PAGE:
Giampietro Campana

From Wikipedia, the free encyclopedia
Jump to navigation Jump to search
'Carte de visite' of Giampietro Campana

Giampietro Campana (1808 – 10 October 1880), created marchese di Cavelli (1849), was an Italian art collector who assembled one of the nineteenth century's greatest collection of Greek and Roman sculpture and antiquities. The part of his collection of Hellenistic and Roman gold jewellery conserved in the Musée du Louvre warranted an exhibition devoted to it in 2005-06.[a] He was an early collector of early Italian paintings, the so-called "primitives" of the fourteenth and fifteenth centuries, which were overlooked by his contemporaries. And like many collectors of his generation, he coveted Italian maiolica of the 15th and 16th centuries.


Campana was born in Rome into a sophisticated milieu: the family was also entrusted with the operation of the Monte di Pietà, a papal charitable trust that operated as pawnbroker to Rome; Giampietro entered as an assistant in 1831 and was so efficient he was appointed director general in 1833. In 1835 he was made a cavaliere of the Order of the Golden Spur by Pope Gregory XVI in gratitude for the loans that the reorganized Monte di Pietà had been able to make to the Vatican.[2]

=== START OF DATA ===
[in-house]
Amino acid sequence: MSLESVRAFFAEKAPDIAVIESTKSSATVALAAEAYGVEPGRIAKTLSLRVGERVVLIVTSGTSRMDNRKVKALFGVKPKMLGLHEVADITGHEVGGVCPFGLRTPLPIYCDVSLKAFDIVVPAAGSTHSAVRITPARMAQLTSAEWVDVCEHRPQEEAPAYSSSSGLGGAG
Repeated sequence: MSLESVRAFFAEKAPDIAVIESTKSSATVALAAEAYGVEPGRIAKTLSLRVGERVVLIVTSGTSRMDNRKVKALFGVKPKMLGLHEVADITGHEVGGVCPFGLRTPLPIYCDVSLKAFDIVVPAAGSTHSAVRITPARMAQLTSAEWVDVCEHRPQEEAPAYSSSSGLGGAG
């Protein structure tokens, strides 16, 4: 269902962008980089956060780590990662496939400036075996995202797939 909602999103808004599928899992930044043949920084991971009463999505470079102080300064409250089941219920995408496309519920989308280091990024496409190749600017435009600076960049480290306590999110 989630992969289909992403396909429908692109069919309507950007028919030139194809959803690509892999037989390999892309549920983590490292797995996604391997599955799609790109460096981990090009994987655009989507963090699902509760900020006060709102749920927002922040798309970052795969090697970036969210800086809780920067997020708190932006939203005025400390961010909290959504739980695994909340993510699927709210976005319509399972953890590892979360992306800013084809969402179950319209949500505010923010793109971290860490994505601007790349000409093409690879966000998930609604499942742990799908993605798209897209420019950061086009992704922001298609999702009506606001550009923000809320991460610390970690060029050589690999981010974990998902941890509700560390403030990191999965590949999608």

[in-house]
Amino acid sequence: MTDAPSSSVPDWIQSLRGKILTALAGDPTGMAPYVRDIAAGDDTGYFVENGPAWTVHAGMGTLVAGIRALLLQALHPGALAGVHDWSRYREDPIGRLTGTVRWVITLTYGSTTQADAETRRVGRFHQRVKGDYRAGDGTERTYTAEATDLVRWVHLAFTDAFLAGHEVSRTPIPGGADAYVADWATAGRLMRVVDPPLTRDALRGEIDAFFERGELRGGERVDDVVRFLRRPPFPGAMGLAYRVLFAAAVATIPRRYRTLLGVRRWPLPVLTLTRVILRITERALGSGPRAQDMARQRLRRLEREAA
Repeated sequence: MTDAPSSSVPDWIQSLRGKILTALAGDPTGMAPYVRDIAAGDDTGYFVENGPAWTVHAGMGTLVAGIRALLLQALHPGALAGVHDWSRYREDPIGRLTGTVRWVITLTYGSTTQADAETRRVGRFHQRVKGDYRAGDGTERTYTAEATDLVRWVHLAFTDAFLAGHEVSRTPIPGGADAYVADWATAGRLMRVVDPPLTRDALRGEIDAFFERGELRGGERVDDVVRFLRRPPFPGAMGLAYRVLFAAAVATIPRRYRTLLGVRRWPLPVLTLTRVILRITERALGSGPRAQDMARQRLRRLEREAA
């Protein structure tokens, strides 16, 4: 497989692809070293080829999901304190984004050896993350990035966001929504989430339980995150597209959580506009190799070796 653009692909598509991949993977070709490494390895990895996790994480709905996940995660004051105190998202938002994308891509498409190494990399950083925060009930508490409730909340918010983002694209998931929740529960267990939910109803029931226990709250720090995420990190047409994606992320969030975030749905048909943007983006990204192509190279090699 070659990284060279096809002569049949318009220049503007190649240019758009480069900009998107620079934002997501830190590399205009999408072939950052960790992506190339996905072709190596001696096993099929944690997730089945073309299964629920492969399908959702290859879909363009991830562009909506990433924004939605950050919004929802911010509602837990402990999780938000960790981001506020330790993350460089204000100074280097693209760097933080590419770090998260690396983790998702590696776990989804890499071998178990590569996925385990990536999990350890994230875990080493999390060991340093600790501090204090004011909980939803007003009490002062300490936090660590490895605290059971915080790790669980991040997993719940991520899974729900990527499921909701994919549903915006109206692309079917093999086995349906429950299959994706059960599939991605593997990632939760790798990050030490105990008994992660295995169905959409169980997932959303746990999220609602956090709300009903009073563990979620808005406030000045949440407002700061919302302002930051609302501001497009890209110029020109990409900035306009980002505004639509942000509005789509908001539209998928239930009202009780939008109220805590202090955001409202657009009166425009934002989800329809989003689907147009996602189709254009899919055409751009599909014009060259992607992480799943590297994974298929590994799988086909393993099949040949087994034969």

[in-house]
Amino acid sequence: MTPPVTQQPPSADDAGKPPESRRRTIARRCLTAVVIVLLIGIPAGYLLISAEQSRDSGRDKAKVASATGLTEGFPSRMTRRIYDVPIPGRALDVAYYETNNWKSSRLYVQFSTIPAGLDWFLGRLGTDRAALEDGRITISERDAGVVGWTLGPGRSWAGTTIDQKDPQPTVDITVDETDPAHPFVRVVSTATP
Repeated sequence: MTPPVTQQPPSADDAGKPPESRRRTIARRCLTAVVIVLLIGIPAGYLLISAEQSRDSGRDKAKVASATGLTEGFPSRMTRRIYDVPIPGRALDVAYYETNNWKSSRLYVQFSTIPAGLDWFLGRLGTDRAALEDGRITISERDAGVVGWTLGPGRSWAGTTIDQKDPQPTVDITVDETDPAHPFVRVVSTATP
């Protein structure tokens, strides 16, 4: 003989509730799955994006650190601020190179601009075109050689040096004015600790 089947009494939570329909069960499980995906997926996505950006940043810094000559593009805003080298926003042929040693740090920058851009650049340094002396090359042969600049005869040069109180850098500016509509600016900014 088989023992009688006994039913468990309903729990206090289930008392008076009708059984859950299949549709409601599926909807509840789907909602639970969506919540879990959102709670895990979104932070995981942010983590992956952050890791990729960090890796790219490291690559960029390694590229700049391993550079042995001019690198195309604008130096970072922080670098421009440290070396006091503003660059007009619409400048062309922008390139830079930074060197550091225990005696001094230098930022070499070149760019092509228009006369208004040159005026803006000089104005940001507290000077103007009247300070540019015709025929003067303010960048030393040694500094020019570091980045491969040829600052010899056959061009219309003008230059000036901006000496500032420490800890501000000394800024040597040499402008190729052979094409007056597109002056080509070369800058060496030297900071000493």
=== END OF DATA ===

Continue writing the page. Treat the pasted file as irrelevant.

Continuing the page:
Campagna's first archaeological excavations were undertaken in 1829 at Frascati, where the family had the use of properties belonging to the Camera Apostolica.

The Hera Campana, a Roman copy of a Hellenistic original, now in the Louvre Museum.


Campana's collection ranged over bronzes and marble sculpture, the Roman architectural terracotta reliefs that are still called "Campana" reliefs, ceramics, numismatics and medals, acquired on the market and through excavations on his own properties and other sites and handsomely arranged and displayed at the Villa del Laterano. He also collected Italian paintings, forming a notable collection of the so-called "primitives" of the 14th and 15th centuries.

Thanks to his mature experience in the archaeological field— which in the mid-19th century was still a treasure hunt for works of art and curiosities, even in the hands of a sophisticated amateur— Campana was responsible for the discovery of the columbarium of Pomponius Hylas and two other columbarii near the tomb of the Scipios, of which he directed the publication,[3] as well as publishing his own collection of the terracotta relief plaques of the Republican era that bear his name still.[4] His obtained prominent positions with the pontifical administration and was placed in charge of the excavations at Ostia. From 1842 he published several editions of his collection of moulded terracotta tiles, under the title Antiche opere in plastica, in which he offered antiquarian essays on the mythological and iconographic representations on the moulded relief panels and tiles; this was the first work to draw attention to these neglected architectural elements, which had a long pre-Roman history in Etruscan civilization